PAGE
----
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Kennedy cousin Michael Skakel blames lawyer in latest challenge to Conn. murder conviction

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FILE - In this Wednesday, Oct. 24, 2012 file photo, Michael Skakel listens during a parole hearing at McDougall-Walker Correctional Institution in Suffield, Conn. Skakel is trying to get his 2002 murder conviction overturned by arguing his trial attorney failed to competently defend him. A trial starts Tuesday, April 16, 2013 in Rockville Superior Court. Skakel, the 52-year-old nephew of Robert F. Kennedy's widow, Ethel, is serving 20 years to life in prison for the 1975 golf club bludgeoning of his Greenwich neighbor Martha Moxley when they were 15. (AP Photo/Jessica Hill, Pool, File) (The Associated Press)

Kennedy cousin Michael Skakel's latest appeal trial began Tuesday with his former lawyer defending an accusation that he failed to competently defend Skakel when he was convicted of murder in 2002.

Skakel, the 52-year-old nephew of Robert F. Kennedy's widow, Ethel, is serving 20 years to life in prison for the 1975 golf club bludgeoning of his Greenwich neighbor Martha Moxley when both of them were 15.

Skakel argues that during the 2002 trial, attorney Michael Sherman failed to challenge the state's star witness and obtain evidence pointing to other suspects, did a poor job with jury selection and closing arguments and didn't hire enough investigators and expert consultants.

Sherman, the first witness to take the stand in Rockville Superior Court in the appeal trial, said he had been confident before the 2002 trial that he would win. Sherman previously has said he did all he could to prevent Skakel's conviction.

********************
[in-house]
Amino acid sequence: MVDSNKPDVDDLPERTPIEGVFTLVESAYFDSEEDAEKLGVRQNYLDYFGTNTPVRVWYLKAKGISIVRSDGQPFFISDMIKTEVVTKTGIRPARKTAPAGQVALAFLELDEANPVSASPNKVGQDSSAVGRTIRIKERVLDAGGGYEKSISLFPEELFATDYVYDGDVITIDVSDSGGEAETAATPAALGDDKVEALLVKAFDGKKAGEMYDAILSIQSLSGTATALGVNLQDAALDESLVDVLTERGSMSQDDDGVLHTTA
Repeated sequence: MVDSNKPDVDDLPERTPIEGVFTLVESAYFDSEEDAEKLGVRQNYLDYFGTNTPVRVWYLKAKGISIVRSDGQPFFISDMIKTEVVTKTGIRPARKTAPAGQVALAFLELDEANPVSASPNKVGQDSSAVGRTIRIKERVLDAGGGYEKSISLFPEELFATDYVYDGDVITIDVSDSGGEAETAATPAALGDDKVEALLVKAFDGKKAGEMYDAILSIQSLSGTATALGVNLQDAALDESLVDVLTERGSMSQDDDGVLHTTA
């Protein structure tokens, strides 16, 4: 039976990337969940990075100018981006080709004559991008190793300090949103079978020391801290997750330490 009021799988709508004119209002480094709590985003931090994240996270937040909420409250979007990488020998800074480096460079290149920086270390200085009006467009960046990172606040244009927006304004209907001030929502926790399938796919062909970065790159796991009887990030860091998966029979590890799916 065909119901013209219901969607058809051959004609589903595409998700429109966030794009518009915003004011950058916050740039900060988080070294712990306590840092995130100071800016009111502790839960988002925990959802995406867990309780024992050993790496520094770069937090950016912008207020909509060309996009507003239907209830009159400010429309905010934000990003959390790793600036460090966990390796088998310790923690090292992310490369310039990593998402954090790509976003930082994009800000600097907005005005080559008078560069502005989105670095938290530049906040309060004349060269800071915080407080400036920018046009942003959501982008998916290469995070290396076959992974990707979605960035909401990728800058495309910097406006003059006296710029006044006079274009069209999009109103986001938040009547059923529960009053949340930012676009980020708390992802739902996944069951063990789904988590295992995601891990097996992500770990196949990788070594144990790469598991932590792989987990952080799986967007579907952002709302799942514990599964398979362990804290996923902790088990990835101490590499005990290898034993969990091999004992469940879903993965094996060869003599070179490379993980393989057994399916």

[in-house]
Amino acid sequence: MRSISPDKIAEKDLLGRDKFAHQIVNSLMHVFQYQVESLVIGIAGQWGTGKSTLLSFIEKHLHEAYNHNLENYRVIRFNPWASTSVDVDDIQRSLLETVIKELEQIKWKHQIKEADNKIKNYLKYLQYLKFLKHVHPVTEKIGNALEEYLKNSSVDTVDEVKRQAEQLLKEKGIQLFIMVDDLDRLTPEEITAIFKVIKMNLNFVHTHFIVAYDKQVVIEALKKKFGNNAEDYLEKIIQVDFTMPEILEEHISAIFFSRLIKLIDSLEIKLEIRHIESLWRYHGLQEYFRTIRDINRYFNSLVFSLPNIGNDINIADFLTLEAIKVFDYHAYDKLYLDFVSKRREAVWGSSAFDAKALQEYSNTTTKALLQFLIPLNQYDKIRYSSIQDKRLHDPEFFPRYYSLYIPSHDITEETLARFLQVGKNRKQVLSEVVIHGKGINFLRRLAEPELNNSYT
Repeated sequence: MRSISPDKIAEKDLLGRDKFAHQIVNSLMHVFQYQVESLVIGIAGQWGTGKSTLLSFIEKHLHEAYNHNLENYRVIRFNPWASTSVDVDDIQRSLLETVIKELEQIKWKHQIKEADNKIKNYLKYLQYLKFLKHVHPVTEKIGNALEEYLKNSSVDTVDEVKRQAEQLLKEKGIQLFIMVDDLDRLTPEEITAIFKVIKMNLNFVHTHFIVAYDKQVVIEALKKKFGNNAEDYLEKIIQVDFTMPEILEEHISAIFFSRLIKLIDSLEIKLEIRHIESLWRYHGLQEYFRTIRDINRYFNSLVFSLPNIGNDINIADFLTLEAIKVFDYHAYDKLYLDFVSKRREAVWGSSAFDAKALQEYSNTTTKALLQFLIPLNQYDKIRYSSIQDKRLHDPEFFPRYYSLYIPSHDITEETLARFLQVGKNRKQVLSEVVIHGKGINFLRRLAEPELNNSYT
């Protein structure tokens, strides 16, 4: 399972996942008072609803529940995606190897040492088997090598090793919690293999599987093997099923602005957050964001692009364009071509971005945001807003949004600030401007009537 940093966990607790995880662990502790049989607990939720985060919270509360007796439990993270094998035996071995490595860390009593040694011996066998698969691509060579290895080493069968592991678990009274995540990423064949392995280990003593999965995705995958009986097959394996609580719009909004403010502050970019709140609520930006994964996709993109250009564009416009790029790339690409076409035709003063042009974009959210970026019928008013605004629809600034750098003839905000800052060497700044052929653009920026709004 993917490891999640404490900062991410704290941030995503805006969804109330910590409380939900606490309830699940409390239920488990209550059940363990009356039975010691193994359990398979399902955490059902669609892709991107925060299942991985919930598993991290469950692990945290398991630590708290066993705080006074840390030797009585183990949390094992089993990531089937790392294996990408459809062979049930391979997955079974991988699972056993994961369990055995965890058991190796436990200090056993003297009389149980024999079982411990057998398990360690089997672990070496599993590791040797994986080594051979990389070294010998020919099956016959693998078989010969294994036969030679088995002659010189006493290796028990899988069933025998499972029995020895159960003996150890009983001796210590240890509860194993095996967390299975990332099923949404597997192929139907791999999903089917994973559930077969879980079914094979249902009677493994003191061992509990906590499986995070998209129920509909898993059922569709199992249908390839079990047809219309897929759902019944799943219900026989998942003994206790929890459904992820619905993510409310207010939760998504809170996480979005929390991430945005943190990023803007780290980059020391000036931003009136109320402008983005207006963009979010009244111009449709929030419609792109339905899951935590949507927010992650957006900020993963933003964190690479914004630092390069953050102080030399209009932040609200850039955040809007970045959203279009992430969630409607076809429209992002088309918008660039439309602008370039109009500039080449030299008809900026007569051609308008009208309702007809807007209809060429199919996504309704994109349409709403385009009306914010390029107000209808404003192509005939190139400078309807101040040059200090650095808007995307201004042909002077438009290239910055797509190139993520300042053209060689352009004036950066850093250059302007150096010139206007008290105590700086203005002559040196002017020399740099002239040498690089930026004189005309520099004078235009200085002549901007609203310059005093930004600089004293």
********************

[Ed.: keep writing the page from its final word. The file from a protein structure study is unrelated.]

Prosecutors say many of the issues were rejected in earlier appeals.

Skakel, who lost a bid for parole last year, is hoping to get out of prison through a writ of habeas corpus arguing he was deprived of his constitutional right to effective legal representation when Sherman was his attorney.

Skakel's current attorney, Hubert Santos, argues that his client's conviction is based on two witnesses of dubious credibility who claimed Skakel confessed to the crime. He contends the verdict likely would have been different if Sherman had conducted an appropriate investigation, obtained evidence and challenged inappropriate state evidence.

Prosecutor Susann Gill counters that Skakel's conviction came after more than a dozen witnesses testified that he made incriminating statements, including three direct confessions.

Attorneys for Skakel argue that Sherman failed to challenge the state's star witness by finding witnesses who later rejected his claim that Skakel confessed to the crime.

Skakel has lost two appeals before the Connecticut Supreme Court.

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